This dissertation contains three essays that use reduced form techniques to examine how taxation shapes residential housing markets. Chapter I studies how homebuyers responded to changes in the US federal tax treatment of housing. Chapter II focuses on the capitalization of property taxes into housing prices. Chapter III investigates the presence of cognitive bias with respect to the size of recurring future payments in residential housing markets. The US tax code contains provisions that significantly reduce homeownership costs, including by allowing itemizing income tax payers to deduct property tax and mortgage interest payments from their taxable income. The Tax Cuts and Jobs Act of 2017 capped these deductions and raised the standard deduction, which increased the real cost of property taxes and mortgages for a subset of taxpayers. This shift in the tax law was the most significant change in the US federal tax treatment of homeownership since the Tax Reform Act of 1986. Chapter I and Chapter II of this dissertation study the impact of this change in the law on residential housing markets. In the first chapter, "The Impact of the Tax Cuts and Jobs Act on Residential Housing Choices", I examine how individual homebuyers responded to these changes. The data used in this chapter was constructed by matching of home loan records to deeds and mortgage documents in New Jersey's Middlesex County. Employing a continuous difference in differences estimation technique, this chapter shows that homebuyers responded by purchasing smaller homes with lower property tax burdens, with the level of response indicating that the price elasticity of housing demand is approximately unit elastic. Homebuyers also reduced the size of their home loans (relative to sale price) by the equivalent of the response to a two percentage point increase in interest rates. The second chapter, "Housing Prices and Deductibility of Property Taxes: Evidence from the Tax Cuts and Jobs Act", focuses on how residential housing prices responded to these changes. Using the universe of residential home sales in New Jersey and employing a repeat sales model, this paper estimates that home prices in high-property tax areas fell by an amount corresponding to 70 percent of the increase in property tax liabilities. Chapter III, "Left Digit Bias in Property Taxes", provides evidence of left digit bias in the housing market when it comes to anticipated future property tax payments. Left digit bias is a well documented cognitive bias wherein individuals overemphasize the left-most digit of a number. Left digit bias means that if one considers all possible pairs of numbers which differ by the same amount, the difference between pairs with different leftmost digits will be perceived as larger than the difference in pairs with identical leftmost digits. Using a regression discontinuity technique, this chapter shows that homes with property taxes just over a $1,000 threshold sell for 0.5% less than homes with property taxes just under a $1,000 threshold. This bias amounts to homeowners overpaying for homes by an average of $1,672. This chapter provides evidence that even in high-cost situations, individuals appear to exhibit bounded rationality.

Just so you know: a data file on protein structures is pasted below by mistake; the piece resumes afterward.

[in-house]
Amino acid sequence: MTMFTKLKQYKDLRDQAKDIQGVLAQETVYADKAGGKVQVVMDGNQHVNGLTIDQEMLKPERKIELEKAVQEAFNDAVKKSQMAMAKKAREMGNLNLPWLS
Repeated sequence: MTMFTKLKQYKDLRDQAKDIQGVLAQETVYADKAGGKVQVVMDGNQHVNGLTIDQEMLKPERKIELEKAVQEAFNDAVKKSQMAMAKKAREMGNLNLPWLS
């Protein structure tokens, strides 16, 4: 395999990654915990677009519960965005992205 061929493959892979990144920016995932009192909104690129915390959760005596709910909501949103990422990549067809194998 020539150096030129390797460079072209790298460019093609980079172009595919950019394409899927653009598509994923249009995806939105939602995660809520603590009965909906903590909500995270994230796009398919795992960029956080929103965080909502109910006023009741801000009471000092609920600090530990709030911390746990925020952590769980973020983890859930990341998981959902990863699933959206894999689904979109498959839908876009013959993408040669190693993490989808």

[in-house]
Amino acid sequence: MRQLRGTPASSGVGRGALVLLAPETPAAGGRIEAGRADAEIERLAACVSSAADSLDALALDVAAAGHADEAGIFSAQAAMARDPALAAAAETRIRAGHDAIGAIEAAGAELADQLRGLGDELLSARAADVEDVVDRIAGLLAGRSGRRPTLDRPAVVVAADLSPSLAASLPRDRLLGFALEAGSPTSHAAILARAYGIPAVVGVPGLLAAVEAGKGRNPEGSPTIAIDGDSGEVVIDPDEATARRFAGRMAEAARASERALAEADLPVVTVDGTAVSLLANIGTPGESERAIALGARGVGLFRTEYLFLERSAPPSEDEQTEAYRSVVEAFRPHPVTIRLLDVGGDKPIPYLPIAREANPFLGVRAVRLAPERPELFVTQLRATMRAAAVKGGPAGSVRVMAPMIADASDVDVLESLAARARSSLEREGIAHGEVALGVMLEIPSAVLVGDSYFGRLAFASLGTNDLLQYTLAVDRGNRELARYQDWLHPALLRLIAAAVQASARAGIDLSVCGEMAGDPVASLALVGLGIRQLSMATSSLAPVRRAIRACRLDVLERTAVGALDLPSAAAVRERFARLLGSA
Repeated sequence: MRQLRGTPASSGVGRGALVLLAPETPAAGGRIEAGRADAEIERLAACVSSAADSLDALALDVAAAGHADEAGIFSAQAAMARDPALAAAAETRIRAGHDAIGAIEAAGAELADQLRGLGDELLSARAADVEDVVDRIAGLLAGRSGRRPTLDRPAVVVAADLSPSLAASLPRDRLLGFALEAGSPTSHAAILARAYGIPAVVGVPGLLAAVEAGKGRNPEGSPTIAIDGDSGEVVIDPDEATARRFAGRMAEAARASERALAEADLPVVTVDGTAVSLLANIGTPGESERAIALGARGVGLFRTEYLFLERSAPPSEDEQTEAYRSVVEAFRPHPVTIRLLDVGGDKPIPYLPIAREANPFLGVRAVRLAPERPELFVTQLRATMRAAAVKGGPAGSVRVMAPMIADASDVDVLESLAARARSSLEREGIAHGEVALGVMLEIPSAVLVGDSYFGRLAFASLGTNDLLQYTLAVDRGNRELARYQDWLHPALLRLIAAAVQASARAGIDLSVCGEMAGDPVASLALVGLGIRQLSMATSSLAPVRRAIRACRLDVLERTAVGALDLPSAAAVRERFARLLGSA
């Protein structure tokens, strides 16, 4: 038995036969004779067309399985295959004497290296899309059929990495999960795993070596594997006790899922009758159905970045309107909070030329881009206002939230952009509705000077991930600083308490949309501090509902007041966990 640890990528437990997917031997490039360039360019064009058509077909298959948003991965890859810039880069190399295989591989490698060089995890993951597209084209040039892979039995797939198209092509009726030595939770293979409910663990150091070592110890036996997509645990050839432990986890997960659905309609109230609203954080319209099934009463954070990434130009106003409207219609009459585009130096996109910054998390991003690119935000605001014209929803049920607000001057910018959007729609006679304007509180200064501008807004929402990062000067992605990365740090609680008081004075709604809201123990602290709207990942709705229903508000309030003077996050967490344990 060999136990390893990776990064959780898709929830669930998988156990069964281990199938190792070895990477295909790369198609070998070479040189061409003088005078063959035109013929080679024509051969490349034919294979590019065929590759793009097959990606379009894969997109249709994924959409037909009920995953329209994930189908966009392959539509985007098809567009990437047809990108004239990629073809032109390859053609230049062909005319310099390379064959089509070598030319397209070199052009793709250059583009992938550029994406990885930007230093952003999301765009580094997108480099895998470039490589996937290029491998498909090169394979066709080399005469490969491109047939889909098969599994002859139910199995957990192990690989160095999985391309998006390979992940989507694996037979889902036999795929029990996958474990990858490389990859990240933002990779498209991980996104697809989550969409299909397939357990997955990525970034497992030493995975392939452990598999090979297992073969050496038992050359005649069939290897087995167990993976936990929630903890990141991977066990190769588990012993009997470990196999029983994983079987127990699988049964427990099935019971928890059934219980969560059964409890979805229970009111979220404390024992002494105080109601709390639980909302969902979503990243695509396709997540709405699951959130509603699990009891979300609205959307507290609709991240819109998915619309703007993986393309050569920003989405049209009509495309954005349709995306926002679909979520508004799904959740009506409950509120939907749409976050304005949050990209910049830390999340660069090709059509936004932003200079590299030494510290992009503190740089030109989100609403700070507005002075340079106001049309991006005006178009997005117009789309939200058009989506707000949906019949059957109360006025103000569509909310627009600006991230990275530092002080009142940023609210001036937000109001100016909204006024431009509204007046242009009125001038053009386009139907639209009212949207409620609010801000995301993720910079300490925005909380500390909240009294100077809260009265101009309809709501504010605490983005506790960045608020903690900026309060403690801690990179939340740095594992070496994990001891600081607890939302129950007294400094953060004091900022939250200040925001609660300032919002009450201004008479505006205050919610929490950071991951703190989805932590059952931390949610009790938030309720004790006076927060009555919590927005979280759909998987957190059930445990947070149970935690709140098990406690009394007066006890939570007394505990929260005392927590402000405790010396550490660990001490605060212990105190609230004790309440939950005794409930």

Article